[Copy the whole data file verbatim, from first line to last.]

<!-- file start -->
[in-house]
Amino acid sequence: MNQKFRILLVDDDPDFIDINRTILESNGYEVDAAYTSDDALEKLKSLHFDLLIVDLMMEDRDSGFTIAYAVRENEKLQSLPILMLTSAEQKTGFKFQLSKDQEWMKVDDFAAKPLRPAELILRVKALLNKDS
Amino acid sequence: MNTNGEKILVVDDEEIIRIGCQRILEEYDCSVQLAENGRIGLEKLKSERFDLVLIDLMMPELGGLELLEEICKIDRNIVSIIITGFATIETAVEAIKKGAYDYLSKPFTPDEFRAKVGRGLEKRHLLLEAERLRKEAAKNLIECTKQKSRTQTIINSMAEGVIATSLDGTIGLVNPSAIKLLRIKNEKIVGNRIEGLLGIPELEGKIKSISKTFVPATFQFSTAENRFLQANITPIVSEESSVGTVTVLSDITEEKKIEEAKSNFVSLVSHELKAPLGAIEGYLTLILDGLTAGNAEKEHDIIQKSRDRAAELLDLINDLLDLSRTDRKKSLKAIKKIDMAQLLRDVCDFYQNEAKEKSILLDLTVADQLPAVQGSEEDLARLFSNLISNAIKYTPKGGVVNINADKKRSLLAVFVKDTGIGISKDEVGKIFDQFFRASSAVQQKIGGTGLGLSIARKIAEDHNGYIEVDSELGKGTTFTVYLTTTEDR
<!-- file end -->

[in-house]
Amino acid sequence: MNQKFRILLVDDDPDFIDINRTILESNGYEVDAAYTSDDALEKLKSLHFDLLIVDLMMEDRDSGFTIAYAVRENEKLQSLPILMLTSAEQKTGFKFQLSKDQEWMKVDDFAAKPLRPAELILRVKALLNKDS
Amino acid sequence: MNTNGEKILVVDDEEIIRIGCQRILEEYDCSVQLAENGRIGLEKLKSERFDLVLIDLMMPELGGLELLEEICKIDRNIVSIIITGFATIETAVEAIKKGAYDYLSKPFTPDEFRAKVGRGLEKRHLLLEAERLRKEAAKNLIECTKQKSRTQTIINSMAEGVIATSLDGTIGLVNPSAIKLLRIKNEKIVGNRIEGLLGIPELEGKIKSISKTFVPATFQFSTAENRFLQANITPIVSEESSVGTVTVLSDITEEKKIEEAKSNFVSLVSHELKAPLGAIEGYLTLILDGLTAGNAEKEHDIIQKSRDRAAELLDLINDLLDLSRTDRKKSLKAIKKIDMAQLLRDVCDFYQNEAKEKSILLDLTVADQLPAVQGSEEDLARLFSNLISNAIKYTPKGGVVNINADKKRSLLAVFVKDTGIGISKDEVGKIFDQFFRASSAVQQKIGGTGLGLSIARKIAEDHNGYIEVDSELGKGTTFTVYLTTTEDR